1-8-7-8-1-10-1 (36) types of immunizations administered as:  

1 + 4 + 3 + 5 + 1 + 5 + 1 (20) injections.

 

(again, see http://www.nvic.org/CMSTemplates/NVIC/pdf/49-Doses-PosterB.pdf

 

This logic, by the way, doesn’t take into account the 2, 3 and 4 vaccination combos out there (i.e. DTaP, MMR, the rare duplexes for the latter, a new 4some or two being tested).   

 

The diversity or the product line is why we over-administer some more than others.  The fact that some immunizations need 1, 2, 3, 4, 5 or even 6 administrations to meet the requirements (18 if you add the 12 influenzas requied for 7-18 years of age), only adds to what you may find, if you are searching for reasons to complain.

 

The point is, there is limit to the math skills required to determine if and how you are going to abide by recommendations. I guess the real question here is ‘what value do you assign to your kid’s life?’  These problems exist because of the value we assign to them.   (And I admit, I wonder how many kids, if any, get the total numbers of flu shots recommended by the time they reach 18).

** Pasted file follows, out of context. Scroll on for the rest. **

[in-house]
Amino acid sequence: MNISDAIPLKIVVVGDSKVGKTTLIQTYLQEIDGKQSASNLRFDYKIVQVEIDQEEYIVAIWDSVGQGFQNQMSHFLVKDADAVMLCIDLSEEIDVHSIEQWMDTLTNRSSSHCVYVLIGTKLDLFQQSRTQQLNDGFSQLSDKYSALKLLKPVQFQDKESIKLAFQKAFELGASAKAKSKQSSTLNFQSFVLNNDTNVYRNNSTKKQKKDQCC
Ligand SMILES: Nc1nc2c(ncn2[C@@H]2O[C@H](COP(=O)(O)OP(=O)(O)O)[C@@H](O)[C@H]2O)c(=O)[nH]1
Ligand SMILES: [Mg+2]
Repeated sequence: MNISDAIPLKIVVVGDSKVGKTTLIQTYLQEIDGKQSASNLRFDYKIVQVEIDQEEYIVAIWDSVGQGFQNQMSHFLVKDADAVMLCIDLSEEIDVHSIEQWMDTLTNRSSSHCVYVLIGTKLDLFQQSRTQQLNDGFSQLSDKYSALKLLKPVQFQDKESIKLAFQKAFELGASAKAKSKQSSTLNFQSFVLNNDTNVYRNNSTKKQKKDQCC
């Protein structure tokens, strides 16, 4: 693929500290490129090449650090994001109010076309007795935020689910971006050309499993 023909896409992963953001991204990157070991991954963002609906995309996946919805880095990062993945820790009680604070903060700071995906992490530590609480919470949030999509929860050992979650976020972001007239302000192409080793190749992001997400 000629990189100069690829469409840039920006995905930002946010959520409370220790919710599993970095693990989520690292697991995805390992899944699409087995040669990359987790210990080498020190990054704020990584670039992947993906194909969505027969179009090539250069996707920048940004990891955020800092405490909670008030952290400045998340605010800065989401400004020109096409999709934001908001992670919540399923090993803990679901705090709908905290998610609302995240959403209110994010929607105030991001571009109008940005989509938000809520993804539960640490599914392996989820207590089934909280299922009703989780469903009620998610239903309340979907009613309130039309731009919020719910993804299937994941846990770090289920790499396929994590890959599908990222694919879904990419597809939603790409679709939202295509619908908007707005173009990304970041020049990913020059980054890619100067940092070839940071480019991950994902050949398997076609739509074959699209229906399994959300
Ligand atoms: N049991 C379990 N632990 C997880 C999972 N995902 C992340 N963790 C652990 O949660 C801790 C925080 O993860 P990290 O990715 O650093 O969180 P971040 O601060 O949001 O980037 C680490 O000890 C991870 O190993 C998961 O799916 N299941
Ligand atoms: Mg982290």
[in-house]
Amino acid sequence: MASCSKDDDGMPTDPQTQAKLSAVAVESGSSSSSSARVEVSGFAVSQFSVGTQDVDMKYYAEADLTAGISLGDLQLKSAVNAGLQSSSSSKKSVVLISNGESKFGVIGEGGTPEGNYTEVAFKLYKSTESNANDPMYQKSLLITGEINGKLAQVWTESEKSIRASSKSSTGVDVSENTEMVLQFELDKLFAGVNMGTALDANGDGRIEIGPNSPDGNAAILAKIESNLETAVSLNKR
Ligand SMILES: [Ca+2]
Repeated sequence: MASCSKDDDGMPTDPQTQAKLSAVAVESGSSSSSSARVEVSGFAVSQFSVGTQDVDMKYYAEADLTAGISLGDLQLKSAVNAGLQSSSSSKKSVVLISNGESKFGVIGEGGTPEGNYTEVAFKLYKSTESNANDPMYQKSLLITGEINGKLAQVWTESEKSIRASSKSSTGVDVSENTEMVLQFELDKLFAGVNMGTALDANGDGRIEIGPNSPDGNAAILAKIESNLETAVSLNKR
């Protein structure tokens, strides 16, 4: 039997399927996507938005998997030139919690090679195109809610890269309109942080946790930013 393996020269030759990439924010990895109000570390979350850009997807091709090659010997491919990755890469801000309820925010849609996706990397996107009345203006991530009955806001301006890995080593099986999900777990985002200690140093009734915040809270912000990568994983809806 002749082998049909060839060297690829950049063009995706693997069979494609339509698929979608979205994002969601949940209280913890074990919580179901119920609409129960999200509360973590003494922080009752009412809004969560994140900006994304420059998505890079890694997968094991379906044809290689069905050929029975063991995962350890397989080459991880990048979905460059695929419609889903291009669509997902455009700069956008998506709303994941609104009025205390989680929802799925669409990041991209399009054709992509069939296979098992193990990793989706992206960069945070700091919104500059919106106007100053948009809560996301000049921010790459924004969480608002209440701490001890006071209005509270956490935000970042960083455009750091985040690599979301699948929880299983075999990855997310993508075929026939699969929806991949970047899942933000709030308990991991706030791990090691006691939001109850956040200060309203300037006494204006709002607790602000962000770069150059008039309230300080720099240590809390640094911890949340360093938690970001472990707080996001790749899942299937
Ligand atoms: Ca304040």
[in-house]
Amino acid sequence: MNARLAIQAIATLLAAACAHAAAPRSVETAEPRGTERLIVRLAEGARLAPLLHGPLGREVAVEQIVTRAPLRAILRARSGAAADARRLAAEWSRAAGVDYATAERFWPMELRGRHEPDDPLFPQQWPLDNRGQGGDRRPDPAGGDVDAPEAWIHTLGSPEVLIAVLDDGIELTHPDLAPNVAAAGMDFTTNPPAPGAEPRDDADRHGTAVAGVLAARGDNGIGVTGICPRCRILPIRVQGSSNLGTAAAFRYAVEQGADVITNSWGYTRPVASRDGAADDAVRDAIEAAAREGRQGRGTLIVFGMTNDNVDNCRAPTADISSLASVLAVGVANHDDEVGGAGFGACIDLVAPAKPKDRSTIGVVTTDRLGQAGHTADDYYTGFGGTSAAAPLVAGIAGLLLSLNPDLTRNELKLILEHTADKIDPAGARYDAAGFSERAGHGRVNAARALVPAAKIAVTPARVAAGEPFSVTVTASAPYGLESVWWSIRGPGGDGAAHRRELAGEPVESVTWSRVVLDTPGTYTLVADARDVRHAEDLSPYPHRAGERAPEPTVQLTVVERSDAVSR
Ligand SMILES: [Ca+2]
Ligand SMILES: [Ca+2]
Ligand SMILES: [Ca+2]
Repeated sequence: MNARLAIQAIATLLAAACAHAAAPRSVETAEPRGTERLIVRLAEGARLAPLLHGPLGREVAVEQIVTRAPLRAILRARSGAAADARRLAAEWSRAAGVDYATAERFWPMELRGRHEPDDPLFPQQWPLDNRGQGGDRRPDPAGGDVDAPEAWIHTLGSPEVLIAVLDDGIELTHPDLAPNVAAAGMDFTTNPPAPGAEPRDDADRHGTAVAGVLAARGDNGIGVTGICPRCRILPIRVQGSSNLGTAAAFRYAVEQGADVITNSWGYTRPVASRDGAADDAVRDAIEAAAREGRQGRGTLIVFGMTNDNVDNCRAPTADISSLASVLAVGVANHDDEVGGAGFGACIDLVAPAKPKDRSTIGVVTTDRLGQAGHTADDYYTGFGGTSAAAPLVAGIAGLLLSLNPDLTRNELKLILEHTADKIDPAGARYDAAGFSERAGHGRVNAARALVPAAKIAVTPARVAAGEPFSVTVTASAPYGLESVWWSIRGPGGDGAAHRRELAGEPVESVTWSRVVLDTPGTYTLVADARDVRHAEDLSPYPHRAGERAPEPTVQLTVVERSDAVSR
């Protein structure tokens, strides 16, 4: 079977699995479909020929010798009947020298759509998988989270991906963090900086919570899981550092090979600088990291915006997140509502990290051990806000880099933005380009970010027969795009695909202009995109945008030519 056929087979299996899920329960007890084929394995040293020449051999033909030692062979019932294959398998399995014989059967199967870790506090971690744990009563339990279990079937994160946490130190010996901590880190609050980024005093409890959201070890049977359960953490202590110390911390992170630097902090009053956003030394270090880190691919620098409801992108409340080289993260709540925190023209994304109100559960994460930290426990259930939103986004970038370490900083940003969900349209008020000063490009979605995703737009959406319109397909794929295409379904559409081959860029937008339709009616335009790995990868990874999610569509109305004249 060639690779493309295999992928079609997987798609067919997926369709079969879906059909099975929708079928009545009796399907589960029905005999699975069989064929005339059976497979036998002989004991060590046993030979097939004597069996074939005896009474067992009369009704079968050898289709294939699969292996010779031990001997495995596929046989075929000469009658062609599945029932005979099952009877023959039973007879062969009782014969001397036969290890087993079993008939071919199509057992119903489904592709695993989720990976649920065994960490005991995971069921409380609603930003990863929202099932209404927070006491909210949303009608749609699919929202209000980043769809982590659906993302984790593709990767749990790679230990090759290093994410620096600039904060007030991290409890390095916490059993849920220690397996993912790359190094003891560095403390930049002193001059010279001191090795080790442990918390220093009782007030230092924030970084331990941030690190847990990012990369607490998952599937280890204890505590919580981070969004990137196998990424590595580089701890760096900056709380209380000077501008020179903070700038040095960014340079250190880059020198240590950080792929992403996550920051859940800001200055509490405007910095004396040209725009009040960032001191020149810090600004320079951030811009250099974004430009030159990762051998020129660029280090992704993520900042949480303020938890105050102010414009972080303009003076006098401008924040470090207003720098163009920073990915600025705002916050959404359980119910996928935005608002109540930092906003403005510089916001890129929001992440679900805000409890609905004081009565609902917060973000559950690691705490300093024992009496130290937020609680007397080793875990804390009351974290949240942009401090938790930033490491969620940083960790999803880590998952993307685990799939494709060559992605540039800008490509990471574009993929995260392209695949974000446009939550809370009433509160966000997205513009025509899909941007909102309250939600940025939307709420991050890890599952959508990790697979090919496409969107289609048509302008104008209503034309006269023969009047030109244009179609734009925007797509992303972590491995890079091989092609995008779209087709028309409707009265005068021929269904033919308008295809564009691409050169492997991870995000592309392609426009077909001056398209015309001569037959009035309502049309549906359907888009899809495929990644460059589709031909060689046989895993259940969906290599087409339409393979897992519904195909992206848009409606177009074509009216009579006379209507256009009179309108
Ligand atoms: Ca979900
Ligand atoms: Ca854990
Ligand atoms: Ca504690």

Parental responsibility is the issue here.  If the kid had to take an epilepsy medication in some unique cycle, you would probably do it, right?  A kid with diabetes needs that medicine when he/she needs it, not when some calendar says he/she should take it.  A kid with asthma doesn’t wait until it’s too late (I hope).  A kid in need of regular visit because he/she is unhealthy–wait, that’s also required for healthy kids as well–kids in need of well visits must attend to them for the same line of reason.  

 

So imagine what Jenny McCarthy was telling us did happen, that there were people who abided by the rule of one shot per visit.  How many visits would that require.